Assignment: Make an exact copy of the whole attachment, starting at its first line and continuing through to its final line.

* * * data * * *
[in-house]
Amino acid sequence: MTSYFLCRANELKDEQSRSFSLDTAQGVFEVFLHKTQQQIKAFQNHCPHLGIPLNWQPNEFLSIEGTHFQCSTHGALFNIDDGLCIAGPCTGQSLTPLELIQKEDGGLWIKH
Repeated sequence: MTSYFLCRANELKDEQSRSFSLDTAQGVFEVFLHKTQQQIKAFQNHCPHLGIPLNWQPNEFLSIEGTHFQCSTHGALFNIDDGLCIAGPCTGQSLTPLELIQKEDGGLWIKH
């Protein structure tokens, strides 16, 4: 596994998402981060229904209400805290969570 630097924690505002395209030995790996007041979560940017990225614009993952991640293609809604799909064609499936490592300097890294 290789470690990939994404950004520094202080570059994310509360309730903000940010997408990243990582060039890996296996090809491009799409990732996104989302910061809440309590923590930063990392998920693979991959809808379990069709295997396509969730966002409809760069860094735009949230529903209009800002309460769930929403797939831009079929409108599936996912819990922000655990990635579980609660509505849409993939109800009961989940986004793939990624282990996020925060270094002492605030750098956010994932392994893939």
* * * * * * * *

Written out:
[in-house]
Amino acid sequence: MTSYFLCRANELKDEQSRSFSLDTAQGVFEVFLHKTQQQIKAFQNHCPHLGIPLNWQPNEFLSIEGTHFQCSTHGALFNIDDGLCIAGPCTGQSLTPLELIQKEDGGLWIKH
Repeated sequence: MTSYFLCRANELKDEQSRSFSLDTAQGVFEVFLHKTQQQIKAFQNHCPHLGIPLNWQPNEFLSIEGTHFQCSTHGALFNIDDGLCIAGPCTGQSLTPLELIQKEDGGLWIKH
């Protein structure tokens, strides 16, 4: 596994998402981060229904209400805290969570 630097924690505002395209030995790996007041979560940017990225614009993952991640293609809604799909064609499936490592300097890294 290789470690990939994404950004520094202080570059994310509360309730903000940010997408990243990582060039890996296996090809491009799409990732996104989302910061809440309590923590930063990392998920693979991959809808379990069709295997396509969730966002409809760069860094735009949230529903209009800002309460769930929403797939831009079929409108599936996912819990922000655990990635579980609660509505849409993939109800009961989940986004793939990624282990996020925060270094002492605030750098956010994932392994893939």